It is important to point out that antioxidant supplements are not always safe. Toxicity can occur at very high intake levels for some commonly consumed antioxidants, but the overall incidence rate for vitamin E is only 0.8% (14). For example, in healthy adults, doses of 200–800 mg/day of vitamin E generally are tolerated with no adverse effects except for some gastrointestinal upset, 800-1200 mg/day may cause antiplatelet effects and bleeding, and doses above 1200 mg/day have resulted in infrequent complaints of headache, fatigue, emotional and gastrointestinal disturbances, thrombophlebitis, breast soreness, creatinuria, altered serum lipid and lipoprotein levels, thyroid effects, nausea, diarrhea, cramping, weakness, blurred vision, and gonadal dysfunction, but there is an overall lack of consistency among studies as to the types of adverse effects observed (14, 15, 16). Whereas selenium is viewed as an antioxidant because of its essentiality for glutathione peroxidase activity, it can also become toxic if ingested in sufficient quantities. Even though the quantity needed to bring about symptoms of chronic selenium intoxication is not known with certainty, gastroenteritis, dermatitis, fatigue, and neurological symptoms such as convulsions, weakness, and decreased cognitive function have been observed (17, 18). In addition, as noted earlier, antioxidants can exhibit prooxidant behavior under some circumstances. For example, one in vitro study tested the effects of selenite and SeMet, both commonly used dietary supplements, in combination with either vitamin C, trolox (a water-soluble vitamin E analogue that acts as an antioxidant), or CuSO4 on oxidative damage in the DNA of normal human keratinocytes. Results showed that both vitamin C and CuSO4 protected normal human keratinocytes from selenite-induced DNA damage, and trolox enhanced selenite-induced DNA damage; although SeMet alone did not induce DNA damage, its combination with either trolox or CuSO4 did induce DNA damage (19). Such data suggest that increasing our knowledge about possible prooxidant behavior of some dietary components is needed when evaluating the merits of antioxidants.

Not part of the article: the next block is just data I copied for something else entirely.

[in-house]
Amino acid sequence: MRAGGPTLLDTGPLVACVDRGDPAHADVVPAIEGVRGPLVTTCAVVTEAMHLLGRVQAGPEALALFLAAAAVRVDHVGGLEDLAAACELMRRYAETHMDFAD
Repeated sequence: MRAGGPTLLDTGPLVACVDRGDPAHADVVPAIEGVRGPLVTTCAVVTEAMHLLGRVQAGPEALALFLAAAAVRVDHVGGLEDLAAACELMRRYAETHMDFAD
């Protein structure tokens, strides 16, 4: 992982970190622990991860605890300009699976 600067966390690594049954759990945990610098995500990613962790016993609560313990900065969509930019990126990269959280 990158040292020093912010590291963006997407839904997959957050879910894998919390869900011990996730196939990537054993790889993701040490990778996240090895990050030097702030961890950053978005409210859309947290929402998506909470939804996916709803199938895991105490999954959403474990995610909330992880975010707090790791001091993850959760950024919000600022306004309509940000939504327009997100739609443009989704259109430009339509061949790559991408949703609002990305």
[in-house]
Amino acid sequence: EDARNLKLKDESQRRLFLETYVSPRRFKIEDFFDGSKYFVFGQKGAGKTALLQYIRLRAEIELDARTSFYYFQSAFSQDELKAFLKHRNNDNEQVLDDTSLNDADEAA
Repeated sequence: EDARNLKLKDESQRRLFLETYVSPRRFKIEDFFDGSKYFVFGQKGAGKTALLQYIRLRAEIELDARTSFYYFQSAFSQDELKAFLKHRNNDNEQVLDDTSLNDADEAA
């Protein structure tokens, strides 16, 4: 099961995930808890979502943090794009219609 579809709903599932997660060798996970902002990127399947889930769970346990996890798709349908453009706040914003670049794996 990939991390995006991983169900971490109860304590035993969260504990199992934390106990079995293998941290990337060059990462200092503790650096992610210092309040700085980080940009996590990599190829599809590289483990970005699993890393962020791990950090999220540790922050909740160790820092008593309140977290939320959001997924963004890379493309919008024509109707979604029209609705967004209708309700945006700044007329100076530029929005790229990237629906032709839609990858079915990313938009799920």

Another issue that must be addressed is whether some forms of dietary “antioxidants” are more effective for disease prevention and treatment than others. For example, how do the effects of the form of vitamin E influence the response? Although α-tocopherol is the primary form of vitamin E in tissues, γ-tocopherol, the major form of vitamin E in the United States diet, is well absorbed and also accumulates in some human tissues. In addition to its antioxidant capability, γ-tocopherol inhibits cyclooxygenase activity, has anti-inflammatory properties, and may have still unrecognized benefits for human health. Considering this, should α-tocopherol be used preferentially as a dietary supplement, even though high doses of α-tocopherol deplete plasma and tissue levels of γ-tocopherol (19)? Lycopene, a naturally occurring carotenoid with no provitamin A activity, is found in tomatoes and other red fruits and has been linked epidemiologically with lower incidences of a number of cancers but most strongly with prostate cancer (20). Lycopene has also shown chemopreventive activity in mouse models of cancer (21). It occurs in both all-trans and multiple cis isomeric forms. All-trans lycopene is the primary form found in food, whereas cis forms seem to be more readily absorbed from the gut, where isomerization is believed to occur. The cis forms are found at the highest levels in tissues (22).